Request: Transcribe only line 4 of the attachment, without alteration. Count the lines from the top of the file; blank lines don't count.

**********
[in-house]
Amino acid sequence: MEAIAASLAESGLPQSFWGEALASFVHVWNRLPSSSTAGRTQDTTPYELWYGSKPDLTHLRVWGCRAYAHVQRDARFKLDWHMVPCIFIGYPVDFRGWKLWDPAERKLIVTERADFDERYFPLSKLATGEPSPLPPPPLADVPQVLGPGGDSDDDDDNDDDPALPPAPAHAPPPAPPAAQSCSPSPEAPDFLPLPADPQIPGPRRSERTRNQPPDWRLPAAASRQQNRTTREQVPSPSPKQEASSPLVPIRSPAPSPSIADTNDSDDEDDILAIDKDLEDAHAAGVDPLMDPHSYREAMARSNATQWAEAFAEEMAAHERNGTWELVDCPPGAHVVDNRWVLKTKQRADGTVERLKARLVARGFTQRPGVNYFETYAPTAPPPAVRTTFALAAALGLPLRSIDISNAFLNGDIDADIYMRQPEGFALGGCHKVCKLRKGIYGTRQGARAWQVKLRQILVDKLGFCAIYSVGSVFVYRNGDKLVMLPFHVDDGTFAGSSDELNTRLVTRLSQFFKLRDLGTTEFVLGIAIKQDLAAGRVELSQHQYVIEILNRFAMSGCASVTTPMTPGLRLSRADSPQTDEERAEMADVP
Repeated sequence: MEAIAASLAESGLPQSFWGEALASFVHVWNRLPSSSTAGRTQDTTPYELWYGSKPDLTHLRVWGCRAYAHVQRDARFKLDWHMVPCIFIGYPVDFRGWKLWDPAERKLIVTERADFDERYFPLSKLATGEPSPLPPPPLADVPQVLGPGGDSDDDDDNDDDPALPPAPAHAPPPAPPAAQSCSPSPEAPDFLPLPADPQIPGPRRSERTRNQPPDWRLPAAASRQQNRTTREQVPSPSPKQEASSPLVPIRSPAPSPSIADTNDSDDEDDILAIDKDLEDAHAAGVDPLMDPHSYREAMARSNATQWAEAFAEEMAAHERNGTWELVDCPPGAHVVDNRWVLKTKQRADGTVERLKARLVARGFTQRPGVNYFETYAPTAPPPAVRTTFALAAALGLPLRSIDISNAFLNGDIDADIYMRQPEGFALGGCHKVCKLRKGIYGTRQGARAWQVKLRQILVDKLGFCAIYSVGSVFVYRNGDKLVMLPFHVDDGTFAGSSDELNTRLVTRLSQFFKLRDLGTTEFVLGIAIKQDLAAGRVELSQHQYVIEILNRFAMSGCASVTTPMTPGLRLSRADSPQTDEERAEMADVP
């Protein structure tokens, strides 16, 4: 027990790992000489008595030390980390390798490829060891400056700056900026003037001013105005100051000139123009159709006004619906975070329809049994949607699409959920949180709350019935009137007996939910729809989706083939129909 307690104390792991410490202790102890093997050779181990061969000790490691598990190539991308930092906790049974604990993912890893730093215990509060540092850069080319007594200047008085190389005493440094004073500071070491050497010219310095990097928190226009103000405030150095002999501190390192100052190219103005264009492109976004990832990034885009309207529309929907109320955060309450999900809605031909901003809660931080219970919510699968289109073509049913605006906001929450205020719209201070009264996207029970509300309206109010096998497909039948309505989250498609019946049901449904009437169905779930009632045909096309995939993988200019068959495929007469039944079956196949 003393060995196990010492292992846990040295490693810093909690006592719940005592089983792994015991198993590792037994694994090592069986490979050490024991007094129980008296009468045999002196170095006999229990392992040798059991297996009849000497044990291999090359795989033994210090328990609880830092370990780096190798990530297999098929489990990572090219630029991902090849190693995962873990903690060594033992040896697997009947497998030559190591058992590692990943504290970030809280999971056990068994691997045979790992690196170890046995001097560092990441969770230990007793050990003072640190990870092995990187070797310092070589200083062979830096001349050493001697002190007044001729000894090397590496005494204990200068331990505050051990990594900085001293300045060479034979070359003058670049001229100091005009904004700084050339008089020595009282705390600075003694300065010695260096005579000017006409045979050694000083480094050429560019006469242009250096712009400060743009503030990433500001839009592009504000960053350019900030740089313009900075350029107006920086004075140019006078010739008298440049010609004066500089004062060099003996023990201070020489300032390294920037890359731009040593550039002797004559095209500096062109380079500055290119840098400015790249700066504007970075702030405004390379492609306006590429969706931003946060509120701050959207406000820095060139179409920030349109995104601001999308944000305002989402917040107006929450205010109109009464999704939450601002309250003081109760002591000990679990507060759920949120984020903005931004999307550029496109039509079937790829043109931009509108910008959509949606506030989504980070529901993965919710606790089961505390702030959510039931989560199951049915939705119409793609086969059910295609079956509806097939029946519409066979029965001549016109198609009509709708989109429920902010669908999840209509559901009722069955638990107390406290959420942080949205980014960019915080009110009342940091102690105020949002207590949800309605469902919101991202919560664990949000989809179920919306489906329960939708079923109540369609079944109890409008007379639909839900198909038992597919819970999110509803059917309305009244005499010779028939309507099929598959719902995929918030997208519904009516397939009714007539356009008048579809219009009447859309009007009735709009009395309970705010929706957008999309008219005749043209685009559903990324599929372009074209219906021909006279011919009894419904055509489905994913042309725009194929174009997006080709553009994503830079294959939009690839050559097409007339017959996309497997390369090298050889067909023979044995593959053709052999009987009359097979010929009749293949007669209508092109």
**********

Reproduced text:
């Protein structure tokens, strides 16, 4: 027990790992000489008595030390980390390798490829060891400056700056900026003037001013105005100051000139123009159709006004619906975070329809049994949607699409959920949180709350019935009137007996939910729809989706083939129909 307690104390792991410490202790102890093997050779181990061969000790490691598990190539991308930092906790049974604990993912890893730093215990509060540092850069080319007594200047008085190389005493440094004073500071070491050497010219310095990097928190226009103000405030150095002999501190390192100052190219103005264009492109976004990832990034885009309207529309929907109320955060309450999900809605031909901003809660931080219970919510699968289109073509049913605006906001929450205020719209201070009264996207029970509300309206109010096998497909039948309505989250498609019946049901449904009437169905779930009632045909096309995939993988200019068959495929007469039944079956196949 003393060995196990010492292992846990040295490693810093909690006592719940005592089983792994015991198993590792037994694994090592069986490979050490024991007094129980008296009468045999002196170095006999229990392992040798059991297996009849000497044990291999090359795989033994210090328990609880830092370990780096190798990530297999098929489990990572090219630029991902090849190693995962873990903690060594033992040896697997009947497998030559190591058992590692990943504290970030809280999971056990068994691997045979790992690196170890046995001097560092990441969770230990007793050990003072640190990870092995990187070797310092070589200083062979830096001349050493001697002190007044001729000894090397590496005494204990200068331990505050051990990594900085001293300045060479034979070359003058670049001229100091005009904004700084050339008089020595009282705390600075003694300065010695260096005579000017006409045979050694000083480094050429560019006469242009250096712009400060743009503030990433500001839009592009504000960053350019900030740089313009900075350029107006920086004075140019006078010739008298440049010609004066500089004062060099003996023990201070020489300032390294920037890359731009040593550039002797004559095209500096062109380079500055290119840098400015790249700066504007970075702030405004390379492609306006590429969706931003946060509120701050959207406000820095060139179409920030349109995104601001999308944000305002989402917040107006929450205010109109009464999704939450601002309250003081109760002591000990679990507060759920949120984020903005931004999307550029496109039509079937790829043109931009509108910008959509949606506030989504980070529901993965919710606790089961505390702030959510039931989560199951049915939705119409793609086969059910295609079956509806097939029946519409066979029965001549016109198609009509709708989109429920902010669908999840209509559901009722069955638990107390406290959420942080949205980014960019915080009110009342940091102690105020949002207590949800309605469902919101991202919560664990949000989809179920919306489906329960939708079923109540369609079944109890409008007379639909839900198909038992597919819970999110509803059917309305009244005499010779028939309507099929598959719902995929918030997208519904009516397939009714007539356009008048579809219009009447859309009007009735709009009395309970705010929706957008999309008219005749043209685009559903990324599929372009074209219906021909006279011919009894419904055509489905994913042309725009194929174009997006080709553009994503830079294959939009690839050559097409007339017959996309497997390369090298050889067909023979044995593959053709052999009987009359097979010929009749293949007669209508092109």